7th April 2021
Education has become far more integrated with technology over recent years and as we navigate the Covid-19 pandemic, our reliance on technology for education has been hugely accelerated.
With teachers now delivering classes online in ‘digital classrooms’ and children log in to apps to upload their homework, EdTech is more crucial than ever to support learning across the UK.
With a commitment to supporting local schools, colleges, universities and other education providers across the city, Sunderland City Council ’s investment in technology and an enhanced digital infrastructure across Sunderland is enabling education technology or ‘EdTech’ that will not online remove barriers to learning, but will prepare the next generation for a digital future.
Learning from home during lockdown has been considered the ‘next best’ solution in the pandemic to ensure that children and young people across the country are still able to attend school – albeit virtually. Many teachers, students, parents and organisations were forced to adapt quickly to school closures which accompanied the first national lockdown in March 2020. This switch saw lessons go ‘digital’ and children learning from home, which presented many new challenges.
Overnight, the bulk of learning was now online with classes being taught via Zoom or Teams and online assignments proving pivotal. However, this shift both highlighted and exacerbated the barriers for learners being able to access learning resources.
For children in homes with no computers, or no connectivity, the pandemic has seen them ‘cut off’ from essential education. With restricted access to vital learning resources, as well as the social aspects and learning support usually provided by schooling, pupils could more easily fall behind and feel isolated from their peers. This ‘digital divide’ is a key area of development in our City Plan to ensure that nobody and nowhere is left behind, by the changes in education as well as other areas of life and work which rely increasingly heavily on reliable and fast connectivity.
Sunderland City Council has resolved to support teachers, pupils and their families for the remainder of the pandemic and beyond, by equipping people with all the tools they need to carry on learning. This has included:
We are committed to working collaboratively to provide dynamic solutions for children to underpin the continuation of learning in these difficult times. While teaching staff, pupils and parents will still face challenges with supporting learners and new found independent learning approaches, closing the gap within the digital divide will be a huge help to ensure that our young people still have access to education.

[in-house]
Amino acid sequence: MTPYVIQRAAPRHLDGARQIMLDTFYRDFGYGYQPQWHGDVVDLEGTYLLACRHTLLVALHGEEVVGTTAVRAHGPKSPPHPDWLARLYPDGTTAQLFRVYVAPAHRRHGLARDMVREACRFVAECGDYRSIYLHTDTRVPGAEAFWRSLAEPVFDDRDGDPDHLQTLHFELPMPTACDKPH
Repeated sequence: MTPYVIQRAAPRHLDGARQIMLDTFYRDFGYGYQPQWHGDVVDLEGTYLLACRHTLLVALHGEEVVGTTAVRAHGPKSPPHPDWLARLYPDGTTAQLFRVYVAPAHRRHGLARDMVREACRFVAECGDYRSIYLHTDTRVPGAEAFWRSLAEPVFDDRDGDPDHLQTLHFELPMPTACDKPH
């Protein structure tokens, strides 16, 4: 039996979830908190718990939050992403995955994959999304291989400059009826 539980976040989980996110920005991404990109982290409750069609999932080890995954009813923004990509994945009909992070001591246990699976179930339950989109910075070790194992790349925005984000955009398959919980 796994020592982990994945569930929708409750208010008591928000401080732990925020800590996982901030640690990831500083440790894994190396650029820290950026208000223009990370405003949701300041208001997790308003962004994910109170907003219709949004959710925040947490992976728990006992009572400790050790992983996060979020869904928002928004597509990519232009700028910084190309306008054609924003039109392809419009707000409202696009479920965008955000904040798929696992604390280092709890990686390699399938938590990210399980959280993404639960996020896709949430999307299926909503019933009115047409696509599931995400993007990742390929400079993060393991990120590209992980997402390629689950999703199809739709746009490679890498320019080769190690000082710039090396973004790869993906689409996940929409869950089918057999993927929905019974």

Combined with initiatives to also improve digital literacy such as the ‘Go! Get Online’ project, this will support our local education establishments to continue teaching whether that is online or in person with a growing list of resources within their reach.
Guided by our City Plan, the Smart City team and wider council colleagues and partners, have already begun rolling out solutions across the city to underpin and enable EdTech usage and opportunities.
For Hudson Road Primary School, the provision of superfast 5G Wi-Fi connectivity for their 280 pupils, teaching staff and parents meant they could access a proven download speed of 660Mbps, access livestreaming and video conferencing apps like Zoom and Skype as well as use multimedia content with greater ease.
Local Further and Higher Education provider, Sunderland College, announced a £3 million investment for 2021 to create an innovative 360 degree ‘virtualisation dome’ which will support pupils via augmented reality learning for newly introduced T Levels. This impressive digitally-equipped enhancement was hailed as a “game changer for our college and most importantly for young people and employers from across our region” by Chief Executive of Education Partnership North East, Ellen Thinnesen.
At the core of Sunderland’s City Plan for the future, is a desire to create digital leaders within our region by allowing them to develop their skills from a young age. For education technology in particular, the funding and support provided will significantly influence our digital leaders of the future, helping them build upon their digital literacy and knowledge.
As the world around us and the roles within in it become significantly more digital in nature, we are already helping to shape and prepare the next generation for successful navigation of a more digital world.
Patrick Melia, Chief Executive at Sunderland City Council, said: “Our City Plan is driving innovation forward in all fields, but a particular focus is in EdTech as we recognise the benefits this will bring to the next generation of digital leaders.”
Patrick added: “Improving connectivity in schools is a vital part to ensure families can remain connected to their children’s learning as well as engaging in opportunities themselves.”
While we hope that national lockdowns and school closures will soon become a thing of the past, it is clear that technology will continue to play a key role in education and learning into the future. Across our smart city of Sunderland, we are not only solving today’s challenges, but preparing our next generation for a brighter, digitally connected future.